9. I, too, become disappointed when guests can’t make it. And I think your point about remember that it’s not about me is a good one. It isn’t. But I sure like thinking it is! (I can esp. identify since we’re currently settling into a new church and I like having people over to see our house and get to know us! Same reasons!)

    Good thoughts and a good word for me today! Thanks for sharing that!

  10. I’m sorry that your guests didn’t make it. You wouldn’t be human if you didn’t feel like you went through so much work for nothing or that you didn’t feel disappointment. But the fact that you recognized it, means so much. Hopefully things will turn out better next time πŸ™‚

  11. Pingback: Blogging Year in Review « Stray Thoughts

  12. Barbara,
    My husband and I were in a church even before we were married, back in 1981, that had Dinner’s for Six and it gave us a wonderful experience of meeting couples and learning about hospitality, fellowship and Christian marriage before being married. I have thought about the experience a number of times, thinking I would love to bring the idea to the church we now attend. I am the chairman of our adult ministries committee and just brought the idea up at our last meeting. Everyone was game to try it so I am starting the process of setting it up. I started with searching the idea on the internet and came across your post on the Offering Hospitality blog by Carrie. I know your post was done some time ago, but do you have any specific information or samples of how the information was shared with church members. Promotion items or sign up forms, etc.? I would love to borrow any ideas you or your church has that have been successful.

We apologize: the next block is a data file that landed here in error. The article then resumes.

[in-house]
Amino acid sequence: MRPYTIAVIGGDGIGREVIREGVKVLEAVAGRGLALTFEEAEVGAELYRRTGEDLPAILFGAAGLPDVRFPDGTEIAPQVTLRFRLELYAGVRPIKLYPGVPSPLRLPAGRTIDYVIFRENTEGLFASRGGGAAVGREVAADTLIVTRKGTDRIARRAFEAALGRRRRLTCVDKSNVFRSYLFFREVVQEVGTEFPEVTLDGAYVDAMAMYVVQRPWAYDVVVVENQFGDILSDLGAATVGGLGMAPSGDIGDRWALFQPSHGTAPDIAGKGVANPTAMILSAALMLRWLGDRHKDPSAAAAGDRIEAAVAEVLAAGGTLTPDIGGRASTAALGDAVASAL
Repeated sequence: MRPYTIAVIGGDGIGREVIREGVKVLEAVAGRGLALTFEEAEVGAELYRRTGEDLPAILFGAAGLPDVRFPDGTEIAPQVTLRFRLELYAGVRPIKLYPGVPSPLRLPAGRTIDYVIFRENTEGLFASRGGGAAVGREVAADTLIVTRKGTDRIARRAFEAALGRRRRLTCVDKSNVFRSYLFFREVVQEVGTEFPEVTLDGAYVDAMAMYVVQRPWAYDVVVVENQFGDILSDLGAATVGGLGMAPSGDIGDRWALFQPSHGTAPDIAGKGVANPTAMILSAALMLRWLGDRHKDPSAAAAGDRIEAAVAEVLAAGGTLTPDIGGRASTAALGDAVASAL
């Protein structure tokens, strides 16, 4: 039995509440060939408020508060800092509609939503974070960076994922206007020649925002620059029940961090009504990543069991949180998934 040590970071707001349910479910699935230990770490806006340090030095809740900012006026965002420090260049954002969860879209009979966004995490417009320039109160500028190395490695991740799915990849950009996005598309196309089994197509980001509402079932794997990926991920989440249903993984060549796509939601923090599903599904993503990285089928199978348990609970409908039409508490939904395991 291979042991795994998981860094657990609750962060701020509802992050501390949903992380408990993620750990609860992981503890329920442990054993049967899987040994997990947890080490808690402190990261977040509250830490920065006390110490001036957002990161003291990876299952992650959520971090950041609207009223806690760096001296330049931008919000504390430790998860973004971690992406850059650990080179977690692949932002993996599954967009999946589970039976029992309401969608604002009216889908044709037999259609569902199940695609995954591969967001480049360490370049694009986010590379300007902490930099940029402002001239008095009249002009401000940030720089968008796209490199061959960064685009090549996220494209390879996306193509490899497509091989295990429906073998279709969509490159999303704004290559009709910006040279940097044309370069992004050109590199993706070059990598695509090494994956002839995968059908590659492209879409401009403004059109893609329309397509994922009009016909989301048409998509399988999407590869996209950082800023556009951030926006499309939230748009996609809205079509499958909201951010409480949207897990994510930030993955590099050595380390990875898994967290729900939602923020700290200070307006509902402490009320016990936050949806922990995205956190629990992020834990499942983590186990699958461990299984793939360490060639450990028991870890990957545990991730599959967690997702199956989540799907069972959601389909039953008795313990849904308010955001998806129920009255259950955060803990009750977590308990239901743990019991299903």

Thanks so much and God bless,
    Jeanyne

    • Hi Jeanyne,

      I’m happy to help as much as I can. The people who coordinated the Dinner for Six printed up cards with information about how it all worked and left them on the Welcome Desk at our church and had a sign-up sheet there for people who were interested to sign up with their addresses, phone numbers, and e-mail addresses. Then they placed announcements in the church bulletin several weeks ahead of the final sign-up date, and often one of the coordinators would stay near the Welcome Desk after church in case there were questions. After the final sign-up date, they would divide the people who signed up into groups of six (sometimes more if it didn’t divide evenly or if there were single people who wanted to participate, though sometimes single people signed up in pairs as one of the groups to host. If they did have a group of more than six, they’d call the people in that group to make sure it was ok). How they worked out how to group people with new people, I don’t know – they must’ve had a spread sheet of some kind. Anyway, once they worked it all out, they printed up cards for each participant with information about who was in their group, their contact information, and which couple hosted first, second, and third. Then it was up to the people involved to schedule times to get together.

      I just looked through my files, and I do have a sample of the initial card announcing and explaining it. I’d be happy to try to scan that and send it to you if you’d like.

      I’m happy to hear your church is doing this. It is a lot of fun and a great way to get to know people from church better.

      On Sat, Jan 17, 2015 at 1:50 PM, Stray Thoughts wrote:

      >